EGU21-7584, updated on 04 Mar 2021
EGU General Assembly 2021
© Author(s) 2021. This work is distributed under
the Creative Commons Attribution 4.0 License.

Spatiotemporal variations of isotopes in snow and snowmelt in the subarctic setting at Pallas catchment, Finland

Kashif Noor, Pertti Ala-Aho, Hannu Marttila, and Bjørn Kløve
Kashif Noor et al.
  • Water, Energy and Environmental Engineering Research Unit, University of Oulu, Oulu, Finland (

Due to the rise in global temperature, changes in precipitation patterns are predicted particularly in Arctic regions. Such changes in patterns and modifications in typical snow to precipitation ratios will affect the snowpack thickness and the timing of snow accumulation and snow melting. Stable water isotopes (δ2H, δ18O)  are one of the latest tools in exploring and tracing such changes, however, snow isotope and particularly snowmelt isotope datasets are rarely available which hamper the high-resolution isotope based hydrological investigations in Arctic regions. In this study, we perform an investigation for evaluating spatiotemporal variations in stable isotopes of snow and snowmelt water. Our Pallas research catchment is located in a subarctic setting in northern Finland. The measurements were made at 11 locations along a 2 km snow survey, which is established on the transect of the catchment, comprising of different landscape features (i) forested hillslope, (ii) mixed forest and (iii) open mires. We sampled depth-integrated bulk snowpack and fixed 5 cm incremental snow stratigraphy profile in snowpits. For snowmelt sampling, we used a system of snowmelt lysimeter, deployed at 11 locations. The bulk snowpack samples were collected biweekly, fixed 5 cm incremental stratigraphic snowpit samples during the period of maximum snowcover thickness and during the start of peak melting, during the peak melting and after the peak melting. Snowmelt samples were collected daily during the spring season until the complete disappearance of snow with complementary measurements of snowmelt flux, snow density and snow water equivalent. Our results indicate the higher mean values of snowmelt isotopes relative to the bulk snowpack and surface snow isotopes. The snow isotope profiles in snowpack reveal that the isotopes at the snow-air and snow-ground interfaces are enriched in heavier isotopes as compared to the middle of the snowpack. The snowmelt isotopes show that the isotopes are initially depleted in heavier isotopes but with the progress of melting, they start to become enriched. A well defined depleted to enriched pattern is observed at different locations in the forested hillslope area, while a relatively dispersed depleted to enriched pattern is observed at different locations in the mixed forested area. Our unique high-resolution dataset of snow and snowmelt isotopes will be useful in many applications; such as for evaluating post-depositional isotope modification in the seasonal snowpack, developing tracer-aided mass and energy based snow models. The establishment of snowmelt isotope dataset, showing spatiotemporal variability of snowmelt isotopes, is an important step forward in isotope based plant-water uptake studies and hydrological analyses in snow-influenced catchments.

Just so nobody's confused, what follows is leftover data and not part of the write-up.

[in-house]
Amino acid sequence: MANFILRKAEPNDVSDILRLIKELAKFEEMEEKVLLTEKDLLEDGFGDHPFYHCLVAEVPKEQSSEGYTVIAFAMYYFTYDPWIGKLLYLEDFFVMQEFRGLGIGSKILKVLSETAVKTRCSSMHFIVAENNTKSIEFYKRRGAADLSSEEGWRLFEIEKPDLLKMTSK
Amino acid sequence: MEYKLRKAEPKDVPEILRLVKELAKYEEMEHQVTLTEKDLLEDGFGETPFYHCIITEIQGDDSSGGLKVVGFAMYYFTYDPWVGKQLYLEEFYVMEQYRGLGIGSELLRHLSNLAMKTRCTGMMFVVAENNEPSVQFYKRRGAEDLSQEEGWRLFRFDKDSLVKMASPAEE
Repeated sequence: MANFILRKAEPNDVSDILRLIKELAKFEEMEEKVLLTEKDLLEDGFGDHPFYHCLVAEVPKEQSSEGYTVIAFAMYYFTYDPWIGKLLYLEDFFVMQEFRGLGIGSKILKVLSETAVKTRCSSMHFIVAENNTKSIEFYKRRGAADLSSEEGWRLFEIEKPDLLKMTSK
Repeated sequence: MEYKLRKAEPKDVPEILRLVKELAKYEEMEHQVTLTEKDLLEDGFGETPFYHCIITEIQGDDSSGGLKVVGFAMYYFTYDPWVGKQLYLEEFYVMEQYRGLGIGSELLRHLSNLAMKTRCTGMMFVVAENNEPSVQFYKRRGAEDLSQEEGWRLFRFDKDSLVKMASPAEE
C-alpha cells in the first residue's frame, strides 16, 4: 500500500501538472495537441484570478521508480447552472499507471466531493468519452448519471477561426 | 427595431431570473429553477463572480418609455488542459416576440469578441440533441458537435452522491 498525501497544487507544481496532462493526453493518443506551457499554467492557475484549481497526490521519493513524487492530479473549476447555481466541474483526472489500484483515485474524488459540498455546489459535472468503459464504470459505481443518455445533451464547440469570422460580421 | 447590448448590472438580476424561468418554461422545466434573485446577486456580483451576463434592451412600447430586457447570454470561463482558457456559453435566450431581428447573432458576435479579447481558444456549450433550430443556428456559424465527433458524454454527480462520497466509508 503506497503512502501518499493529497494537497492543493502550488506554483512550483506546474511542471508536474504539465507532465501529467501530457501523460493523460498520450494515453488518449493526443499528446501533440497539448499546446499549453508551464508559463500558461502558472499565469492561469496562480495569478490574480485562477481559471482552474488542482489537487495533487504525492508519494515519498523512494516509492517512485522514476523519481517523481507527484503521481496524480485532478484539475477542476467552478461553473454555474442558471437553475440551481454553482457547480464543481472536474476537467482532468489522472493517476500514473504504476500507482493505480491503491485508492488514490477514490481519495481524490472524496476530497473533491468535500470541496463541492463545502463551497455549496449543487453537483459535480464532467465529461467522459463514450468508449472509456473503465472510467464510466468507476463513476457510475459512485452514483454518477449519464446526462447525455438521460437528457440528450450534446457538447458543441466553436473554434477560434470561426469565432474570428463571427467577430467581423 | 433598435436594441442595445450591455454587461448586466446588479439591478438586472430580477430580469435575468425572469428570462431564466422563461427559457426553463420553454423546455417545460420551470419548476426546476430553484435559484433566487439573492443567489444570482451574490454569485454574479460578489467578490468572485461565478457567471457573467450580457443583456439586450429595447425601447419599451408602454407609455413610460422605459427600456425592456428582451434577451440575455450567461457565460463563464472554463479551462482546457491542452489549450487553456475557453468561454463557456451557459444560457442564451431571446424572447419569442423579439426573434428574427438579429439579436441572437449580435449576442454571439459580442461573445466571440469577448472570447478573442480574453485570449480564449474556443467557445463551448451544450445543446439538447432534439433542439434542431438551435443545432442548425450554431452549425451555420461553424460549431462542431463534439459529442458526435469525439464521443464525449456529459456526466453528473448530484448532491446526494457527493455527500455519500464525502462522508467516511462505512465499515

How to cite: Noor, K., Ala-Aho, P., Marttila, H., and Kløve, B.: Spatiotemporal variations of isotopes in snow and snowmelt in the subarctic setting at Pallas catchment, Finland, EGU General Assembly 2021, online, 19–30 Apr 2021, EGU21-7584,, 2021.

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